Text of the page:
• House Social networks –networks built & managed by the nonprofit in-house.

Here are a few of the 2012 social media insights:

  1. Only Facebook and Twitter increased from 2011 to 2012. Respondents accumulated an average of 8,317 Facebook members & 3,290 followers on Twitter, an increase of 30% and 81% respectively from 2011.
  2. A consolidated brand strategy, which focuses most or all branding & marketing  on one Facebook page and 1 Twitter account is the norm.
  3. The average value of a supporter acquired via Facebook Like is $214.81 over the 12 months following acquisition. This includes all revenue from individual donations, membership, events, etc.
  4. Facebook advertising is mainly used to raise awareness and build a support base, not for fundraising.
  5. 54% of respondents said they were not fundraising on Facebook. An Ask for an individual gift is the most common fundraising tactic on Facebook. Event fundraising was the 2nd highest category.

What I found to be the most telling were the top 3 factors for success on Social Networks. They speak to the same focus that is necessary for all successful initiatives:

  • #1 – Developed a strategy
  • #2 – Prioritization by executive management
  • #3 – Dedicated social media staff

In other words – Develop a plan, get buy-in and identify a knowledgeable key team member to lead the new initiative.

Is your nonprofit using social media? I would love to hear what is working best for you. Please contact deborah@creative-si.com.

 

Fundraising without special events? No Way!

Do special events really make sense throughout the classic giving hierarchy?

You bet!

That was the message of my recent teleseminar Fundraising without special events? No Way!

Actually I can’t imagine a development plan that does not integrate special events at every level.

I first learned about integrating special events into development in 2007 from Jeff Shuck, President & CEO Event360.

This is a different way to focus on events. Seen this way events are part of a holistic development effort that integrates into everything you do as an organization to raise money. And, it is strategic – the events are focused on the mission. At each level of your giving paradigm you will find distinct events for distinct goals.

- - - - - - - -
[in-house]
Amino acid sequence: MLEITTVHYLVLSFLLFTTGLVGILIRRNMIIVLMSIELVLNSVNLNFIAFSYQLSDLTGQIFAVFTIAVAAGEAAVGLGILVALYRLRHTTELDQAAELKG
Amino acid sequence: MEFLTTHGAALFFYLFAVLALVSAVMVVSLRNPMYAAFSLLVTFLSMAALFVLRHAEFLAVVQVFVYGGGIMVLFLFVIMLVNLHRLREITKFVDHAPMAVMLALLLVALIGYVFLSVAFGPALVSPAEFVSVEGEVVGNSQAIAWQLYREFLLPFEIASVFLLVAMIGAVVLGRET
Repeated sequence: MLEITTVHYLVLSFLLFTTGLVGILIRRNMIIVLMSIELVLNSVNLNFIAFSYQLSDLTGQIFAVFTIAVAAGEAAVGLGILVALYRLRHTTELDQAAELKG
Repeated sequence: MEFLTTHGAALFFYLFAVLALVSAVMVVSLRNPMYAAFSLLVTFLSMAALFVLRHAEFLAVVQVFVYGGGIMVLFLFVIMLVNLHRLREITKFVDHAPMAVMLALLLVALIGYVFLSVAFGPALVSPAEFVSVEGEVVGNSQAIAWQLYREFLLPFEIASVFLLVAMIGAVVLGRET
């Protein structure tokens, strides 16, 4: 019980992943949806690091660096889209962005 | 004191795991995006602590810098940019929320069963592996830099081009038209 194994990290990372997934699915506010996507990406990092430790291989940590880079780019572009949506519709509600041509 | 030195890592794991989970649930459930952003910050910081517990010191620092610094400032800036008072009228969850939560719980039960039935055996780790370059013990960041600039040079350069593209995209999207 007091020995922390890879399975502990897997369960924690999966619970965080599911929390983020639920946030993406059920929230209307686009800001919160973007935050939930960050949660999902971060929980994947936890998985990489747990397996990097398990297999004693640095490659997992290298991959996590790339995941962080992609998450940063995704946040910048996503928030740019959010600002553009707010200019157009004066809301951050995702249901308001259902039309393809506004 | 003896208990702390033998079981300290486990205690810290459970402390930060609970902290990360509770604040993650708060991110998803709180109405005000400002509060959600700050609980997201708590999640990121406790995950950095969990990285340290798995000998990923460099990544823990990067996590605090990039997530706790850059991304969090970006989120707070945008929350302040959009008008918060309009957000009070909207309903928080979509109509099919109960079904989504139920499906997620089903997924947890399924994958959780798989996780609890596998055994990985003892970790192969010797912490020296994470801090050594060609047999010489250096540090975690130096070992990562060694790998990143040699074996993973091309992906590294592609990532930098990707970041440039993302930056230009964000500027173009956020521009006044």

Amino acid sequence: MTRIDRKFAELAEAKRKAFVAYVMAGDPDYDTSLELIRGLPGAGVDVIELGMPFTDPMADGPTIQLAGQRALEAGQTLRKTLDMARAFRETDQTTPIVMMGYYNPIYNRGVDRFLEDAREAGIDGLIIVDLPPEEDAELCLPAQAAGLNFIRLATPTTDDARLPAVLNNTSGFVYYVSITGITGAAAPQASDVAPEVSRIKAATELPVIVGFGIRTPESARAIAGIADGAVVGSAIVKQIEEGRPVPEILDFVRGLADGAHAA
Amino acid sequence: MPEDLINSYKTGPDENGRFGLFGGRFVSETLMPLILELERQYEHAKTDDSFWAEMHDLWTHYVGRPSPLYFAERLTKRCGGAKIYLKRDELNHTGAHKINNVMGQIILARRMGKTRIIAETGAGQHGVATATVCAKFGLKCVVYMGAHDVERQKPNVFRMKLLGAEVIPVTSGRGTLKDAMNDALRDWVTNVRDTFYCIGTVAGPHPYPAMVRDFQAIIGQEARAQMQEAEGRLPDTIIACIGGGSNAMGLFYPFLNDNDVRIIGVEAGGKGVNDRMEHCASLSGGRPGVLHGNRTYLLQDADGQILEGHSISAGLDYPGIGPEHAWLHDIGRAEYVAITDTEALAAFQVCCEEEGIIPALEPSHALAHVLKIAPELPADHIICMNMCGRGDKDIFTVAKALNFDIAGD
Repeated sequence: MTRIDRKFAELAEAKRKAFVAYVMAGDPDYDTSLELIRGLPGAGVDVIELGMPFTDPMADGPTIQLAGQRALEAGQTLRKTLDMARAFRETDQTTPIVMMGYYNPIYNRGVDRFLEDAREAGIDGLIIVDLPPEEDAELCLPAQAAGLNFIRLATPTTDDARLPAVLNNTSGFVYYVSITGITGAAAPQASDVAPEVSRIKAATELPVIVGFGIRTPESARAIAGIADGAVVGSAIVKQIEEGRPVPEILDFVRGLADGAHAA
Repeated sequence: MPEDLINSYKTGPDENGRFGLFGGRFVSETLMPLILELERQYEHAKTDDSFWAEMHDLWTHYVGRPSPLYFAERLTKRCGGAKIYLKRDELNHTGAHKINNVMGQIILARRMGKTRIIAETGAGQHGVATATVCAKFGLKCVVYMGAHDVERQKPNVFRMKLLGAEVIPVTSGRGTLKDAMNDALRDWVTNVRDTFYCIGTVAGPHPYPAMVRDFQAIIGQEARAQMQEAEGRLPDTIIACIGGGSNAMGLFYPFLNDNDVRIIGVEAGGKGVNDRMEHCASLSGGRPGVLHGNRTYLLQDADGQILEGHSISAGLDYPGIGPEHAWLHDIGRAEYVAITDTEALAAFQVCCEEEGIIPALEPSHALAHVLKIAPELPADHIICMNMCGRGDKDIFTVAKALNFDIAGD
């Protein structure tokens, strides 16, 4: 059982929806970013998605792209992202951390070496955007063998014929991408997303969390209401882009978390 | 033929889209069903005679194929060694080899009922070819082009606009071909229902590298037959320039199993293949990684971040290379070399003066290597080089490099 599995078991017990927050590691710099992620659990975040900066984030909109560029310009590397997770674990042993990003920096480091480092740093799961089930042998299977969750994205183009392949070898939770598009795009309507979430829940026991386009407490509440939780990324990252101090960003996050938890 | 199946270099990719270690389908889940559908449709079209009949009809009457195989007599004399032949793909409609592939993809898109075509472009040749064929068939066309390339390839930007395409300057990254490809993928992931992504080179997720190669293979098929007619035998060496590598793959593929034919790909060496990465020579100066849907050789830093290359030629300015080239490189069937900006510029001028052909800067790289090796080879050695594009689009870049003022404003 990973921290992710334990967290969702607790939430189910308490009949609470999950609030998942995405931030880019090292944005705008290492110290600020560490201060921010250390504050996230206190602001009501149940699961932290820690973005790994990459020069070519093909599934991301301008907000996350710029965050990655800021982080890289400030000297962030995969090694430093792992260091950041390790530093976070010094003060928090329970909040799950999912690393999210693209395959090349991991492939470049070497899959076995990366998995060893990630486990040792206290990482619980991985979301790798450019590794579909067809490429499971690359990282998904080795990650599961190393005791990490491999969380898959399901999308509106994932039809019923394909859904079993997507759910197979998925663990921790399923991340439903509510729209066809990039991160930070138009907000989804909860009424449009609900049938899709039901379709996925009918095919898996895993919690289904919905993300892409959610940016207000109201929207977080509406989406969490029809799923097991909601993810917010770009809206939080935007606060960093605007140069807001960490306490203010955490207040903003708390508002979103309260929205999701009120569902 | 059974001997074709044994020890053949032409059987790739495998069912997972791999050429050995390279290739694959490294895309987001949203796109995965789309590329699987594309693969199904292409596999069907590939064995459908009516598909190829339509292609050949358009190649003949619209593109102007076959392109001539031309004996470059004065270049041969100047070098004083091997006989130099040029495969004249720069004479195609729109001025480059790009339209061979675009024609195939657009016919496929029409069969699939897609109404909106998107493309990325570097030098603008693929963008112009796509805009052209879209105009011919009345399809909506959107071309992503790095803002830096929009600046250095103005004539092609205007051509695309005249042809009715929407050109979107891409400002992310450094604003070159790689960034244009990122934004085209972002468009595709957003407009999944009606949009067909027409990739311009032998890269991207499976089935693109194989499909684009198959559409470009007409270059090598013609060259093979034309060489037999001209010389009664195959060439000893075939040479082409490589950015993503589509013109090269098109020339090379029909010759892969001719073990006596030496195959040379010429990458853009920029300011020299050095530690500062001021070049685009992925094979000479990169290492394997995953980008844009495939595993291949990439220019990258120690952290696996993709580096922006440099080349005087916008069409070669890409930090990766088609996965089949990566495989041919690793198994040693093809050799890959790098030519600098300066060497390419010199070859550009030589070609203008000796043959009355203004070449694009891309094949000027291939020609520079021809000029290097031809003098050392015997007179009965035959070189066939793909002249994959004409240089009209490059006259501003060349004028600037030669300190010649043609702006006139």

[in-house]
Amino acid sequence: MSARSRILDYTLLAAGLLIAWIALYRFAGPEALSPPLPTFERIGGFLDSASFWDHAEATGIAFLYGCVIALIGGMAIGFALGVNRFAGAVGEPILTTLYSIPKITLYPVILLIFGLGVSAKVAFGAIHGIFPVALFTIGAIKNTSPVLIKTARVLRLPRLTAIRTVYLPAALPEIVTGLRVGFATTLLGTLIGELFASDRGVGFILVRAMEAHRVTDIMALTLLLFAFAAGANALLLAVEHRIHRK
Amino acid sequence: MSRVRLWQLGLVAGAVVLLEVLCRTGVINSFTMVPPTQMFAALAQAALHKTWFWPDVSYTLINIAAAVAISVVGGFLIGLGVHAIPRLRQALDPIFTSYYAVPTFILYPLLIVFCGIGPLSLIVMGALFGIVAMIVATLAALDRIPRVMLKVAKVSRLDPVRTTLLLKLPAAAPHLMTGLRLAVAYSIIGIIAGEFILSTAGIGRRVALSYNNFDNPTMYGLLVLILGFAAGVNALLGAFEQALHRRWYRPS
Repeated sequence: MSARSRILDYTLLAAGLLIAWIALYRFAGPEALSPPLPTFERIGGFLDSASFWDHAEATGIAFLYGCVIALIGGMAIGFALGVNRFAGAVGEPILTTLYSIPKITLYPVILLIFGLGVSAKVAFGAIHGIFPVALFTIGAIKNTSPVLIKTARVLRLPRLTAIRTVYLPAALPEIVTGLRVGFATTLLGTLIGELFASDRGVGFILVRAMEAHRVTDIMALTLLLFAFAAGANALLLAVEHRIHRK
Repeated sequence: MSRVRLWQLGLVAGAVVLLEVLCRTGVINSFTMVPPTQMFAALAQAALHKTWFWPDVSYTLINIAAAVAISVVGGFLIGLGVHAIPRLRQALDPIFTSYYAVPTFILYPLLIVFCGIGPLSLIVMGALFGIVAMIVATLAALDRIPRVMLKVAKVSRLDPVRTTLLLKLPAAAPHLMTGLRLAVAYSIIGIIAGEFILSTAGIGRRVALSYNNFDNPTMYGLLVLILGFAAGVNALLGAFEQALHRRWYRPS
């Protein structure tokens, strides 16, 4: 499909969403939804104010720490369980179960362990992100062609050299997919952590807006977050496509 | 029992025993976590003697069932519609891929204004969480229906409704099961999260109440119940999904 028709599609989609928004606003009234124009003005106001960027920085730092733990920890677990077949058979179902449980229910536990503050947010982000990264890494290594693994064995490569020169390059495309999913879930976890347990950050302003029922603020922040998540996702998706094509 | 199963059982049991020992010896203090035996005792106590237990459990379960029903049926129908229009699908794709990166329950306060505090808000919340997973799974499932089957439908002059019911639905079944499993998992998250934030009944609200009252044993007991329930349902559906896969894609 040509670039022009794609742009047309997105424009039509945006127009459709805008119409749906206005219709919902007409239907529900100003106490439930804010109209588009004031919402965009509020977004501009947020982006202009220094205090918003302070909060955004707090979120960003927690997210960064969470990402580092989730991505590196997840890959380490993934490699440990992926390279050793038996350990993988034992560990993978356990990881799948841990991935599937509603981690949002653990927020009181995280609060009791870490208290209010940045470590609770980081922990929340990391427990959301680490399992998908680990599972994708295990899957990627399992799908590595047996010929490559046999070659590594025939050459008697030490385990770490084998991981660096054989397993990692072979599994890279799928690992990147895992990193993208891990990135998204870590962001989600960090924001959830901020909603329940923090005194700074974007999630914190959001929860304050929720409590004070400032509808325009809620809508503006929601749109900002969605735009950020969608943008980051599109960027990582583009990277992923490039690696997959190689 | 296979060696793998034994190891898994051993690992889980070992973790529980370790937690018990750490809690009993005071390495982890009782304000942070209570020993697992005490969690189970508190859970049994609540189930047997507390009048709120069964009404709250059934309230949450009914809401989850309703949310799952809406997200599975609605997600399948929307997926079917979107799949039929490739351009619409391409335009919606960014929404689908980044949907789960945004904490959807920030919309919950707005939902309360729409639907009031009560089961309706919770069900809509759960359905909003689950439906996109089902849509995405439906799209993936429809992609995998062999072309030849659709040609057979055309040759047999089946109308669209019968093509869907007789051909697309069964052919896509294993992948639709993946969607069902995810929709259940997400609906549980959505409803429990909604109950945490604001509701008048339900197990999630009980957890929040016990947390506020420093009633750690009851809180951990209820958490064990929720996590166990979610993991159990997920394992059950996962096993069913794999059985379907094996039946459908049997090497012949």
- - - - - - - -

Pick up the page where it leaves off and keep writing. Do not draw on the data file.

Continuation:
Giving hierarchy integrated with special events

 

  • Annual campaigns have three key elements: direct mail, special events & personal solicitations. Be sure and use all three! These volume events can cultivate annual and major gift prospects. Sample volume events include charity walks, runs & bike-a-thons.
  • Major gifts come from individuals, corporations & foundations. Successful major gifts campaigns are all about stewardship and cultivating relationships with current donors and prospects. Targeted events should be part of your cultivation toolkit. Targeted events include a variety of specialty parties from black-tie galas & tribute dinners, to wine tastings, private museum events and themed parties. Guests who attend these events often engage in live and/or silent auctions, and enjoy entertainment and/or dancing. The common denominator is that most honor a member of the community who supports your cause.
  • Capital campaigns are generally considered to be fundraising efforts for major capital purposes. The goal is usually millions of dollars and at times more. 60 -80% of money is raised during the quiet phase. This phase ends with the launch, the public rollout of the campaign. Launch events are a great way to create enthusiasm about your campaign and to get media attention.
  • Until recently no one did events to recognize people who had made bequests to their organization. But, it is so meaningful to hold smaller more intimate events to thank and recognize these donors and to reaffirm the impact their testamentary donations will make. It brings these donors closer to the organization and helps ensure their commitments.

Remember, special events at every phase of your campaign provide that experiential experience in which an emotional connection can be made.

Please let me hear from you with questions about special events and fundraising. You can reach me at deborah@creative-si.com.

Don’t shoot yourself in the foot: Revisit your communications plan before you speak!

“If you don’t know where you’re going it doesn’t matter which way you go!”

How could one of the country’s most trusted nonprofits end up in a no-win situation with its supporters and corporate partners?